COVID-19: EU Relaxes Competition Rules for Cooperation in Dairy, Potato, and Flower Sectors

May 07, 2020

The European Commission (EC) on May 4 announced the adoption of exceptional derogations from EU competition rules to allow certain types of cooperation in the following sectors: milk and milk products, potatoes, and live plants and flowers,[1] as part of a wider package to support the agri-food industry during the ongoing coronavirus (COVID-19) pandemic.

The adopted measures enable farmers, farmers’ associations, producer organizations, and other market participants to enter into agreements and make common decisions to cope with the severe drop in demand caused by COVID-19. More specifically, operators in the relevant sectors are allowed to take the following actions:

  • Milk and milk products: collectively plan milk production
  • Potatoes: make common decisions concerning market withdrawals and free distribution, transformation and processing, storage, joint promotion, and temporary planning of production
  • Live plants and flowers: make common decisions concerning market withdrawals and free distribution, joint promotion, and temporary planning of production

The derogations are applicable for six months, starting on May 5, 2020 for the potatoes, and live plants and flowers sectors, and are applied retroactively from April 1, 2020 for the dairy sector.

During this period, the EC and the national antitrust regulators of EU member states will closely monitor consumer price movements to ensure that the adopted measures are strictly aimed at stabilising the sectors and do not give rise to anticompetitive effects. To that end, information (including on the relevant operators’ market shares) must be provided to the competent authorities of the relevant member state/s, including the relevant antitrust authorities.


Article 101 of the Treaty on the Functioning of the European Union (TFEU), and the equivalent national provisions of the United Kingdom[2] and EU member states, prohibit arrangements between businesses that have as their object or effect the restriction, distortion, or prevention of competition between EU member states, unless they can be shown to give rise to benefits to consumers that outweigh any restrictions of competition. Such anticompetitive arrangements can arise directly or indirectly between competitors, and/or between companies at different levels of the supply chain, such as between a supplier and its customers. Companies found to have breached Article 101 of the TFEU are liable for fines of up to 10% of their worldwide group turnover.[3]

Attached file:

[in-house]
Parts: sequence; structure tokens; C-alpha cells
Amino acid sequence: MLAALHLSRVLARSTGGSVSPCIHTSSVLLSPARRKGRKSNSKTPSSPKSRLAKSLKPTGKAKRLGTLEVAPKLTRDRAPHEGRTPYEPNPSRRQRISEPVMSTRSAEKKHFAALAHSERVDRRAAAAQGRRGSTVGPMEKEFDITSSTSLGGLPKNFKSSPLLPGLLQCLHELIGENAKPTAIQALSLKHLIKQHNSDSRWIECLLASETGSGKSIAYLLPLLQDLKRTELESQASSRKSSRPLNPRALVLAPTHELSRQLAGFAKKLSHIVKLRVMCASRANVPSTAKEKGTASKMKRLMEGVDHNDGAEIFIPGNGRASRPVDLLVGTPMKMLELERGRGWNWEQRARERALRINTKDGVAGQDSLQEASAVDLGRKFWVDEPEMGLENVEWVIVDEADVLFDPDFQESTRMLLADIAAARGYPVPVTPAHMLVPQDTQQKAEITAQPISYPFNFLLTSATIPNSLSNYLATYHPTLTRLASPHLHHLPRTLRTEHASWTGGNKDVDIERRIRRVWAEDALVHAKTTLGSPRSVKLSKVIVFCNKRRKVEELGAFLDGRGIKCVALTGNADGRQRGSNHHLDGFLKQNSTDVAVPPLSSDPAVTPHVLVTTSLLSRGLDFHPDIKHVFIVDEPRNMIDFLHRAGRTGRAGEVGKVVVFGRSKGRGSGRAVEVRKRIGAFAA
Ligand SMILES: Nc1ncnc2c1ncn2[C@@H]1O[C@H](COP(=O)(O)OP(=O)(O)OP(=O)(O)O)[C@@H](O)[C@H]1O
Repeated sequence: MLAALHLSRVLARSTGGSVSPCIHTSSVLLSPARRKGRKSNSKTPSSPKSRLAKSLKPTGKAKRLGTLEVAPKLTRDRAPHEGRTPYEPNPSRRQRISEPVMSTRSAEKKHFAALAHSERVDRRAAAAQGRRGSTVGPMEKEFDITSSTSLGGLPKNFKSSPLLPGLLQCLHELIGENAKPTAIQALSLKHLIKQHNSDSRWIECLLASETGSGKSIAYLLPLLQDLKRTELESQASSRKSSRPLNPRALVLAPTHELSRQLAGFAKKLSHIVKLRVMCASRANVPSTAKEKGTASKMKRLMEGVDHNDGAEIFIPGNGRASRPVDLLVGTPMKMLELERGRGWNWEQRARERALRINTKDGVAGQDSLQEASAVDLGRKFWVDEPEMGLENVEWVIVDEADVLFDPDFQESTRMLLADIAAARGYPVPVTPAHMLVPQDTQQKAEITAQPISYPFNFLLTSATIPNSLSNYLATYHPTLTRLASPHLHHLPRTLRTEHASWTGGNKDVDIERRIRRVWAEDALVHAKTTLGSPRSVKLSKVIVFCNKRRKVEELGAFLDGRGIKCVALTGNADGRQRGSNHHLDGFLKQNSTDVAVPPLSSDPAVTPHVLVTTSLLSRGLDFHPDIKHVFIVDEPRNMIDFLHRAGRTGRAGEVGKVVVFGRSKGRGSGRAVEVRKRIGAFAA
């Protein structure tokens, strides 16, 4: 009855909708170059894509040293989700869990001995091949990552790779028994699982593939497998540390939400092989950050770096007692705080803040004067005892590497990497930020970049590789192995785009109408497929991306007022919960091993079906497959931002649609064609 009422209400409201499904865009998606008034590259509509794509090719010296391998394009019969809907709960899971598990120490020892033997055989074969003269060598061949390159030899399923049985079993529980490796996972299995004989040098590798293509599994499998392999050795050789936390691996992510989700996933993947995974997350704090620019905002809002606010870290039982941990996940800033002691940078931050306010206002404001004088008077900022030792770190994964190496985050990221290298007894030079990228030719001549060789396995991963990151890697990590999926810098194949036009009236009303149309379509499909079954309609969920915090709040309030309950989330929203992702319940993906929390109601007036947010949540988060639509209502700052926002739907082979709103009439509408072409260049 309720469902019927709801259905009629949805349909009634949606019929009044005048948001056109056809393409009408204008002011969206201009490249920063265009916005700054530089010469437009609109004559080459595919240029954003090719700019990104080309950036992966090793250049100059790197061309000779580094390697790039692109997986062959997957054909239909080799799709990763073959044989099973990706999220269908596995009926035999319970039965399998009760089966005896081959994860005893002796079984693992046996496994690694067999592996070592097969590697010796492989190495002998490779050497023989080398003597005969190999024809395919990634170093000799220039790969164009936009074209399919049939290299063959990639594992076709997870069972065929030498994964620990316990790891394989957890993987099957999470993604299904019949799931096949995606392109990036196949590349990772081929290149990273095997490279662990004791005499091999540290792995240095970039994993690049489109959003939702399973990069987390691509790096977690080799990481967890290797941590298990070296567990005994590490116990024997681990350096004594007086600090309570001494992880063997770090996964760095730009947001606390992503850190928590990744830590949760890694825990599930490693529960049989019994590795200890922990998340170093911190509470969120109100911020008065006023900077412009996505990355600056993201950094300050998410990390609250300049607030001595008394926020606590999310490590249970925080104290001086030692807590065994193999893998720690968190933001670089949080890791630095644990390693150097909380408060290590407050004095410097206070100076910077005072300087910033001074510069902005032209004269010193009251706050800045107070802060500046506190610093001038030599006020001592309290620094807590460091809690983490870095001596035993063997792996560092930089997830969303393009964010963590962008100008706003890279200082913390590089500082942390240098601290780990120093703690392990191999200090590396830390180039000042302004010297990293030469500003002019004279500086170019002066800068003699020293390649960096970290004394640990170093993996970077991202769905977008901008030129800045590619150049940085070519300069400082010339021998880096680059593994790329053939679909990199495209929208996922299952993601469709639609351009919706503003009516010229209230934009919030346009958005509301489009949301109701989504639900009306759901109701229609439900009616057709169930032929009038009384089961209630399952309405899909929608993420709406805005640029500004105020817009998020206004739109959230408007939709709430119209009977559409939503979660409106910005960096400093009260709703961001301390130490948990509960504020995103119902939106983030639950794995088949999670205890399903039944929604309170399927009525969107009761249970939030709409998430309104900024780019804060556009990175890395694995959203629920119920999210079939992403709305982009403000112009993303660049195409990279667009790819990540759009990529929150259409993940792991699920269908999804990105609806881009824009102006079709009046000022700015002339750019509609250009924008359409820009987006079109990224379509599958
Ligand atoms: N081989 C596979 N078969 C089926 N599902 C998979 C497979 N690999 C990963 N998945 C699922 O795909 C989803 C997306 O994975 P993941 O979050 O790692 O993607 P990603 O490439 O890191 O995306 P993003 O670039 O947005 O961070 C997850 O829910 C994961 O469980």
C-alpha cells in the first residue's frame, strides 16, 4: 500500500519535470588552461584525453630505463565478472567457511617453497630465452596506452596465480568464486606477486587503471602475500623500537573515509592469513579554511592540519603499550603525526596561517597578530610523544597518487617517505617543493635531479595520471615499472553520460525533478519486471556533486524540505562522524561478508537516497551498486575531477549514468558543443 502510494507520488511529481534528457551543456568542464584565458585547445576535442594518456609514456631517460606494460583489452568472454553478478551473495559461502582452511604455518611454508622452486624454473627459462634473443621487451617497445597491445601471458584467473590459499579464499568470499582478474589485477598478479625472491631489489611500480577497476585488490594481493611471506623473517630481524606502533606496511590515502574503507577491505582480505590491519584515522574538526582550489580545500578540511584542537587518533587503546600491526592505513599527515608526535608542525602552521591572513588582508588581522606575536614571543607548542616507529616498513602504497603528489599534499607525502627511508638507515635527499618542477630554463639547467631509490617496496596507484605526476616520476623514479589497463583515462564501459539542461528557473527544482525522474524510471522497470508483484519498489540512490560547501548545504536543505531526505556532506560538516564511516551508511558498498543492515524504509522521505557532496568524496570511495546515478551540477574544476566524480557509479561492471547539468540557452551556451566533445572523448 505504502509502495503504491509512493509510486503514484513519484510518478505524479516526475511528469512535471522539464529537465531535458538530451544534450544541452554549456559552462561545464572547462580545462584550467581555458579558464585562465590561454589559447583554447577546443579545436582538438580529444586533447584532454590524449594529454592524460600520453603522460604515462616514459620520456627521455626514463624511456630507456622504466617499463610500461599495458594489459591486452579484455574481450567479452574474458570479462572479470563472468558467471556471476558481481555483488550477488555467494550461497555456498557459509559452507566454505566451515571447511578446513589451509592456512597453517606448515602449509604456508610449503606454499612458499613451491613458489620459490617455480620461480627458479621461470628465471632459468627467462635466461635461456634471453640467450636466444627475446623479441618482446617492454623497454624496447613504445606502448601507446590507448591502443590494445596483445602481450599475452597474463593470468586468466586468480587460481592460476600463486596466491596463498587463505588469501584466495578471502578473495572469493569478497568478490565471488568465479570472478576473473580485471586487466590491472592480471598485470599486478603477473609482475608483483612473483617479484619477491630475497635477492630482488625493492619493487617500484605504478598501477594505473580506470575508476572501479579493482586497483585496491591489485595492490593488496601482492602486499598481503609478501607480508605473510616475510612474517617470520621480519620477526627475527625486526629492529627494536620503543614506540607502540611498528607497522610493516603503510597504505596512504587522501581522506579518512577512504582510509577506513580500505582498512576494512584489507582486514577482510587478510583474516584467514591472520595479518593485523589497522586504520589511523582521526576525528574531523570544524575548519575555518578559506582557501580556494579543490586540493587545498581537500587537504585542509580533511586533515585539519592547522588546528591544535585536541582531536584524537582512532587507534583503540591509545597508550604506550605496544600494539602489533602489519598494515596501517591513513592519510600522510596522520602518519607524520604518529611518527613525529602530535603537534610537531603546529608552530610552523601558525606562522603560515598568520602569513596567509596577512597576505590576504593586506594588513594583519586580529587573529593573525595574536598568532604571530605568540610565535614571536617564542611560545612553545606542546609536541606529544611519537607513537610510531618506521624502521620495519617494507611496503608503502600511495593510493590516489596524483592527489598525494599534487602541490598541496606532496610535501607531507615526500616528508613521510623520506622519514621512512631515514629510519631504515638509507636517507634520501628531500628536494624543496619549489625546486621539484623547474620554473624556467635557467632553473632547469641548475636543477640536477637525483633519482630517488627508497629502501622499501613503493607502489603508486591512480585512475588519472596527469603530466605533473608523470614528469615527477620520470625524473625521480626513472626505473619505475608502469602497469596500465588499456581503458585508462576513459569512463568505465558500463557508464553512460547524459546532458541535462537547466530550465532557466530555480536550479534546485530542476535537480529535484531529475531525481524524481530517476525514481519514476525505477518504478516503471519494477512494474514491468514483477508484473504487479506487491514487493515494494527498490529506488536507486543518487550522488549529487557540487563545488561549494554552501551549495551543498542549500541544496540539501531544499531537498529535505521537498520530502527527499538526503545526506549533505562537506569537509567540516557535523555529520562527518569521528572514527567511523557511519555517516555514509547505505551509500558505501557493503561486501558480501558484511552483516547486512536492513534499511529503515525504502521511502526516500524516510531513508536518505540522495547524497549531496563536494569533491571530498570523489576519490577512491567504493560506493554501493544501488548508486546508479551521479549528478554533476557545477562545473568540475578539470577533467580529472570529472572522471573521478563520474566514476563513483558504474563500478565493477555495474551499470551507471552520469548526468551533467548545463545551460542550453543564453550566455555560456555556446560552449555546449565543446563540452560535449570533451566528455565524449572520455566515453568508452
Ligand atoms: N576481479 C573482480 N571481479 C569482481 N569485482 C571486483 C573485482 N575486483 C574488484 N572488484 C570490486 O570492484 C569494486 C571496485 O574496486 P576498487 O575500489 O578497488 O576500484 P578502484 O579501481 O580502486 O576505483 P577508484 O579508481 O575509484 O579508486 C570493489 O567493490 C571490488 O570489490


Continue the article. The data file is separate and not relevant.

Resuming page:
Under Article 222 of the Common Markets Organisation Regulation (CMO Regulation), the EC may adopt measures to temporarily limit the application of Article 101 of the TFEU for agreements and decisions of agricultural operators during periods of severe imbalance in the market, such that collective stabilizing measures may be adopted.


Measures to support agri-food sectors have also been adopted on a national level. On April 17, 2020, the UK government announced its intention to adopt measures to support the UK dairy industry during the COVID-19 outbreak. This allows the dairy industry operators to work together to adapt to changes in the supply chain, avoid waste, and ensure that future demand is met.